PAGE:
CORRECTED PAPER AND UPDATED COMMENTS DEADLINES RELEASED BY THE CPUC 4/28: Please see here.
Yesterday afternoon, the CPUC’s Energy Division released its staff proposal on Energy Efficiency Baselines, following the commitments made in October’s rolling portfolio CPUC Decision and responding to AB 802’s requirement that the CPUC allow energy efficiency programs to provide incentives based on metered energy savings.
AB 802’s above requirement is an overhaul of how and what in an energy project has been able to be supported through ratepayer-funded incentives. Historically, incentives have been provided based on how much an energy-saving project goes beyond current energy code, rather than how much an energy-saving project saves beyond the pre-project conditions. (A great overview of this is available in the What is a Baseline? section on Page 3 of the white paper – or page 10 of this link.)
There is dramatic potential to provide funds that incentivize non-code complying energy users to save energy through energy projects. However, as the CPUC lays out in the Challenges and Implications section (white paper Page 6, or Page 13 of the link above), there is also potential to double-count energy savings that had been counted under the Codes and Standards section of the portfolio, and also dilute the savings the state had been calculating was achieved through ratepayer funds.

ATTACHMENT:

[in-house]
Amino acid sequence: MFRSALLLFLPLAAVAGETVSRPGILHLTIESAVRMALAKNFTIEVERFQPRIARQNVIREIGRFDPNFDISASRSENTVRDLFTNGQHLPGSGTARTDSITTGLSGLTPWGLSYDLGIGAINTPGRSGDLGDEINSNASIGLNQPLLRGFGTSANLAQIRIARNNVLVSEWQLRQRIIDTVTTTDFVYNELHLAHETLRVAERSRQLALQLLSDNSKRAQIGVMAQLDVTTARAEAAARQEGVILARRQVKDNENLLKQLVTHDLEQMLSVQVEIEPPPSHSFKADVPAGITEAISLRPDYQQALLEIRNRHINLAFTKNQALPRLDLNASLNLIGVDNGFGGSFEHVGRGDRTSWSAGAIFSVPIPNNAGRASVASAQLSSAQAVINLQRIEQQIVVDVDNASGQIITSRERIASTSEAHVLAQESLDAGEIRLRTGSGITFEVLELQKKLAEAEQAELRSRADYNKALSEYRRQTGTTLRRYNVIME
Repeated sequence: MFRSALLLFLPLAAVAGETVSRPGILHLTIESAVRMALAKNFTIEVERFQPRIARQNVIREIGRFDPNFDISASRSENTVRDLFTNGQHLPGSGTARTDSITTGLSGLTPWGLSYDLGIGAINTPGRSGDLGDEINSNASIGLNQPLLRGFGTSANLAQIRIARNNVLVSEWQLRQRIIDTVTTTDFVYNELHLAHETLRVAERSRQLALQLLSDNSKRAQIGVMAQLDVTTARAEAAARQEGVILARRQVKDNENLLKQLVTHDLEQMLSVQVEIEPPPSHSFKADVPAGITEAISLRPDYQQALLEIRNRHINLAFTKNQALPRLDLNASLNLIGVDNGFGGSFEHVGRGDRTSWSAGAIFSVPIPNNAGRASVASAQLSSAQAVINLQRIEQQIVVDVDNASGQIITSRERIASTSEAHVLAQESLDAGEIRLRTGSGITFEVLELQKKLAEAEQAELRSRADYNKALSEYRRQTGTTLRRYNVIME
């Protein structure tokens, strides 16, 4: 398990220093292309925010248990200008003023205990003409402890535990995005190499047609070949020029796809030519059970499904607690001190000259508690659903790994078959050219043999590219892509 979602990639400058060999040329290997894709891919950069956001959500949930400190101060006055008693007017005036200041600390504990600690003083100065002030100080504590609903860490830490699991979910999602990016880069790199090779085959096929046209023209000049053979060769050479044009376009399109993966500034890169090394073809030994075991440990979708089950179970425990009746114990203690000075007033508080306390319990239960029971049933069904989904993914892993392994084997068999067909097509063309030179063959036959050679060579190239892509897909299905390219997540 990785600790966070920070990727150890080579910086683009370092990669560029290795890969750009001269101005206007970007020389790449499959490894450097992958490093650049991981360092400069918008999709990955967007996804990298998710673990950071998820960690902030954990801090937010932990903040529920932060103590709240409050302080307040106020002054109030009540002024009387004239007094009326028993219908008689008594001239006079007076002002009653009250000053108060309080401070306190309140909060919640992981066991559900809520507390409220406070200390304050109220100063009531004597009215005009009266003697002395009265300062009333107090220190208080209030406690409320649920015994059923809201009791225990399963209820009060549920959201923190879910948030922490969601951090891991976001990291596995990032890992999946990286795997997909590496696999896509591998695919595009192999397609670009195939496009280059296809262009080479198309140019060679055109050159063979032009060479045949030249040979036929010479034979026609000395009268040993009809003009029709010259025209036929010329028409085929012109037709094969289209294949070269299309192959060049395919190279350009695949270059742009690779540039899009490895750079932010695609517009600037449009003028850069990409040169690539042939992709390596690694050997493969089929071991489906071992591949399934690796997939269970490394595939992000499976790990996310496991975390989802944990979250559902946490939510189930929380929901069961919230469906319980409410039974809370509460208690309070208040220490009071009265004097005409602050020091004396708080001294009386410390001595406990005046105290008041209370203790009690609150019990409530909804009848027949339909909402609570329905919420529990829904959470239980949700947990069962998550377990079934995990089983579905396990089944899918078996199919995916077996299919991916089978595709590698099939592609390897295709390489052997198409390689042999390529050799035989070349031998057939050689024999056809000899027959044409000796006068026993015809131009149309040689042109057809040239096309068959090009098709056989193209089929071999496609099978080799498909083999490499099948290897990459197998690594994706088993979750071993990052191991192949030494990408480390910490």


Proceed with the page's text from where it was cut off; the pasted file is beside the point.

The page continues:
The staff white paper assessing energy efficiency baselines for the implementation of AB 802, available starting at Page 8, here, shares the following overall findings:
- The appropriate baseline (i.e., existing conditions or code) can be identified and applied broadly for certain programs, while for other programs the appropriate baseline depends on the measure or other situation-specific conditions.
- To reduce the amount of savings claim complexity and controversy CPUC policy program administrator portfolio design efforts should focus on transitioning significant portions of the energy efficiency program portfolios to the programs directed in AB 802.
- To reduce the potential for utility staff or contractors to engage in wasteful or fraudulent conduct now that legally-required activities are eligible for utility energy efficiency savings credit, portfolio goals should be set as net of free-ridership.
Comments are solicited by the CPUC , and are due back May 10, 2016. Per the link above, the CPUC proposes the following questions for comment:
Questions specific to the staff white paper:
1. Do you agree with the exceptions recommended by staff to the use of existing conditions baseline? Why or why not? Be specific.
2. Are there additional exceptions to the use of existing conditions baselines that the Commission should adopt? Describe your proposals in detail.
3. Would it be appropriate to apply the baseline policies included in the Assigned Commissioner’s Ruling on high opportunity programs and projects, issued December 30, 2015, rather than make additional new policy in the absence of new information? Why or why not?
4. Are there challenges associated with the practical implementation of the staff proposals included in the attached staff paper? Describe. What recommendations can you make to ensure that any new baseline policy the Commission adopts can be applied consistently in the real world?
5. What recommendations could or should be implemented to minimize assessment or documentation burdens on implementers, customers, and evaluators?
6. Do you agree with or take any exception to the preliminary analysis and assumptions contained in the Navigant technical analysis, on which staff relied in part in preparing their recommendations? Explain.